Noelle: So earlier in our conversation, you talked about being a ward of the state. LaQuisha, where did this you become? I mean, because as a child, I can imagine you had fear. You had doubt. Probably anger. Tell me what and how you have made this journey to be such a positive person and find this deep soul to share your story.
LaQuisha: I was molested for two years by a pastor. And so while I didn't give up on God, I gave up on people. Two years after it occurred, [I came] forward with what happened to my family, because it was eating me up, and I wasn't believed. The pastor’s side was taken. And so I just felt betrayed in such a major way. I can't even describe to you in words how I felt at that time. What I told myself was I had to get out of my home. And so I left home at 16. I went to live with my dad until I graduated from high school and I became a ward of the state because I needed health care and things like that. [And they] told me, it has to be—if you're going to vouch for yourself, it has to be legally done. But I started taking care of myself. And what I saw is strength on the outside wasn’t a strength on the inside. I was in absolute turmoil. Like I constantly thought about my sisters. I have two younger sisters and I always question[ed] why, you know, certain people in my family didn't have my back. What was wrong with me? And I always was brainstorming how I could regain the love and trust of my family. And so in all my efforts, they all failed. And so my freshman year of college, I tried to commit suicide. I’d swallowed over 100 pills and locked my dorm door. But I had a roommate who came back from class early that day, which is going to lead to how I became the person that I am. Like, how ironic that the day that I decide, I mean, literally, I put on my favorite dress. I had written all my notes and letters the night before, had the medicine set up, took it. My roommate tried to get in, but I had the door chained as well. And so they called for our resident assistant and they broke the chain, got in, and said I was foaming at the mouth, laying on the bed. Real embarrassing. But I was escorted out on a stretcher to an ambulance and spent two days in the hospital trying to recover from, you know, the amount of medicine I had taken. And I'll never forget it. The doctor came to me on my final day in the hospital and he said, in order for you to leave, you have to sign this statement that says that you won't try this again. And he said I’m going to give you some time to think about it, because I think he felt the hesitancy. Because when I woke up in the hospital it like, you know, y’all are really going on my nerves. This is not what I wanted. I don't want anyone's help. Y’all aren’t going through what I'm going through. That was how I was feeling. And so in that moment, my best friend, my roommate was in the room. She was like 'Quisha, please, just sign it so we can go home. I did it out—of obligation and out of wanting to leave, but I still didn't feel 100 percent sure about continuing my life. And so I had another roommate in the dorm who always seemed happy and it annoyed the crap out of me. And so I went to her one day. I said what is it with you? Like. What is it with you? She’s like, what do you mean? You are always happy. I don't have that. She sat me down. Now, I had heard all the Bible stories. I've been to church with my family in the past. All that. I mean, you couldn't tell me I wasn’t going to heaven. I felt I was a good person and I was supposed to go. The way she explained God to me that day made me feel like I did not have a relationship with Him like I was supposed to. She invited me to church and I'll never forget, when I went to her church, the people looked different, they acted different. And I was just like, I need what they have. And so on that day, the pastor, you know, was calling people to the front for salvation. And I'm sitting in my seat, like, I’m already saved. I don’t need to go up there. But he kept talking about maybe a family abandoned you. He was saying things that was directly connected to my issues. And out of nowhere I started sobbing like somebody had stabbed me and I couldn't control it. And I said to myself, I said, God, if you can help me through this, I will help somebody else. And I really just feel like that was the trajectory change of my life, like I just in that moment was like, OK. I felt like He said He'd help me. Now it's my turn to turn around, help someone else. And of course, I had to get myself grounded and all that. And I started getting support from the church. I started to feel more confident in being me and being okay with being alone, because that's what I felt like I was. And that helped me finish college. And, you know, of course, led to my coming to Baltimore.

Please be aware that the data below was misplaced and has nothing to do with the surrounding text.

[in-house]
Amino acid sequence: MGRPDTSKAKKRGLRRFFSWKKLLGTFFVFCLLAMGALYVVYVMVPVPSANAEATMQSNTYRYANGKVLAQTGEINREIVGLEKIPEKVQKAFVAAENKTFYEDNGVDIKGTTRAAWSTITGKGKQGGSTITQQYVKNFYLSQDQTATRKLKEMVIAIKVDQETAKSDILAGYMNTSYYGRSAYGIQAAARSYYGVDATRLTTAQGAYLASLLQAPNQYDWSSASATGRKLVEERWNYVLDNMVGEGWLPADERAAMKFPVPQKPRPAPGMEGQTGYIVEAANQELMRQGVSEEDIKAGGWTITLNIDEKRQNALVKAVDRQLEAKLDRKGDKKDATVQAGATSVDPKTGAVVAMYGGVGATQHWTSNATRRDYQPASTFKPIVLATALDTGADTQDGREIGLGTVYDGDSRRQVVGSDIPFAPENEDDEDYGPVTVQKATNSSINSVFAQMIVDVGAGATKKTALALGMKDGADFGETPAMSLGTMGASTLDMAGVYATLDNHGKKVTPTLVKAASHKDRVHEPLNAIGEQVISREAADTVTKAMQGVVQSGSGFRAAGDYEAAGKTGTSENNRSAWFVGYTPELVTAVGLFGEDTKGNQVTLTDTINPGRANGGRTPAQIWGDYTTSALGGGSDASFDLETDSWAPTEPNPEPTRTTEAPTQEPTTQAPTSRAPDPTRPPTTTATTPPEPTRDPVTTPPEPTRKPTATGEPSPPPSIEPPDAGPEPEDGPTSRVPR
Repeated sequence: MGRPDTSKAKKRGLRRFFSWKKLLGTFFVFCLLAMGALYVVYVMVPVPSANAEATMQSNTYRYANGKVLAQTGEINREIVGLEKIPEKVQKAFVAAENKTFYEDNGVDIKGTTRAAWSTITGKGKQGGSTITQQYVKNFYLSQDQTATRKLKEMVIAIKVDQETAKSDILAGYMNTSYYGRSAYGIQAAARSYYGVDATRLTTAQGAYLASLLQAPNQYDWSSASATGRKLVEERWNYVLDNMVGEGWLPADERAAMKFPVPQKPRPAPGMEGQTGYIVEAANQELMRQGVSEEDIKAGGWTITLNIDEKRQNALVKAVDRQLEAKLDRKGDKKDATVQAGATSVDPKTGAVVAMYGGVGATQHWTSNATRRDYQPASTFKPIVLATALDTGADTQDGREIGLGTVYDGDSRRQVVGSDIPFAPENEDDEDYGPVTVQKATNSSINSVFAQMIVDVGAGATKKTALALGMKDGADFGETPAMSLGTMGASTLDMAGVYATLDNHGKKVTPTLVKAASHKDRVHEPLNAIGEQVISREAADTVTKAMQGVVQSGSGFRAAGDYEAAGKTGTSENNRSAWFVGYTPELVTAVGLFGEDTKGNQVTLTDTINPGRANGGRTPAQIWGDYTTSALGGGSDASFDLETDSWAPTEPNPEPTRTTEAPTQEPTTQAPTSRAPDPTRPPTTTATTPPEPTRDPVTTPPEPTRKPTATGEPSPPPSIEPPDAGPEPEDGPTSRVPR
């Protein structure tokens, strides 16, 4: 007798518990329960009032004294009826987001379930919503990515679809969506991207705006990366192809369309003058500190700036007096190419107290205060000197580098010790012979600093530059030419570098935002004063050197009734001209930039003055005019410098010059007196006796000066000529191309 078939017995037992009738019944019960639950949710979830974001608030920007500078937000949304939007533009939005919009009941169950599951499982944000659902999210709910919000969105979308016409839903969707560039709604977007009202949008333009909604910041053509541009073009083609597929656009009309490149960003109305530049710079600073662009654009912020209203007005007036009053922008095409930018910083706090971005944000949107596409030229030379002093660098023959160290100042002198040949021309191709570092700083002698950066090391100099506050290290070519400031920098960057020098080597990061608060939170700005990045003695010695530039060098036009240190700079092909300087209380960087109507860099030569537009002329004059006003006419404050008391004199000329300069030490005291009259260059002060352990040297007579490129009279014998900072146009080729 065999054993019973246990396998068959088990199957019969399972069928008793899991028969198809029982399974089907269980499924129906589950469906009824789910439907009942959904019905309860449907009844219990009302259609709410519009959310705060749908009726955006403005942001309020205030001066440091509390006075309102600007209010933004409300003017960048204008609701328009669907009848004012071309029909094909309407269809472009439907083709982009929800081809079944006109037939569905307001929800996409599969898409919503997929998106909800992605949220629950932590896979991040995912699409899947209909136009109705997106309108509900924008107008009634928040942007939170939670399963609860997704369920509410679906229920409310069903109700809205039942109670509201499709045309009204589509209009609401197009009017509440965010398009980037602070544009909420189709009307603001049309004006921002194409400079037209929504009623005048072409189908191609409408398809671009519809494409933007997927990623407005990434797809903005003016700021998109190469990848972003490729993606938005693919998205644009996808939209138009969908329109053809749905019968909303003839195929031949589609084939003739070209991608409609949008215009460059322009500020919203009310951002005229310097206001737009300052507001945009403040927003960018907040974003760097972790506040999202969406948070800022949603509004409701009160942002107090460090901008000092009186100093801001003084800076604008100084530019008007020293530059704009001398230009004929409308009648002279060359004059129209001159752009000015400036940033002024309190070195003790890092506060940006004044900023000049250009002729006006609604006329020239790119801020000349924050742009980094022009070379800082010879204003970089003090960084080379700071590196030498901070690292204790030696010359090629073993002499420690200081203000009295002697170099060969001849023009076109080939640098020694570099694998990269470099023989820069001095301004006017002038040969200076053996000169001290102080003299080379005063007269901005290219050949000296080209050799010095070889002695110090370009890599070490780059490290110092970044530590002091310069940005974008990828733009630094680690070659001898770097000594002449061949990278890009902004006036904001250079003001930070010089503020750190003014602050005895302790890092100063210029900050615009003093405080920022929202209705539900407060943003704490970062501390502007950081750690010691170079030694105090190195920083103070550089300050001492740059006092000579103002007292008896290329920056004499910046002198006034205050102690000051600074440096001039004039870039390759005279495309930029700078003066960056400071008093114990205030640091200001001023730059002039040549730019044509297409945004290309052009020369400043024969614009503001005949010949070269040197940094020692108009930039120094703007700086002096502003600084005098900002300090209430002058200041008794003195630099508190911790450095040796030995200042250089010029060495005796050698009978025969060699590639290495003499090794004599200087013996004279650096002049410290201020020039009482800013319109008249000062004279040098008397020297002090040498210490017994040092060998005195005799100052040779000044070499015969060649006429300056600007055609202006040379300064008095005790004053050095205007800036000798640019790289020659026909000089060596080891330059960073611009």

Noelle: And in that whole path, you had your own affirmations. So most likely why that continues to be something that you're contributing is helping people find their affirmations and to state those.
Noelle: And not to state them, but believe them. You just described, you had to sign something, but you weren't wholeheartedly agreeing. But then once it did, became yours. So thank you for continuing to give forward.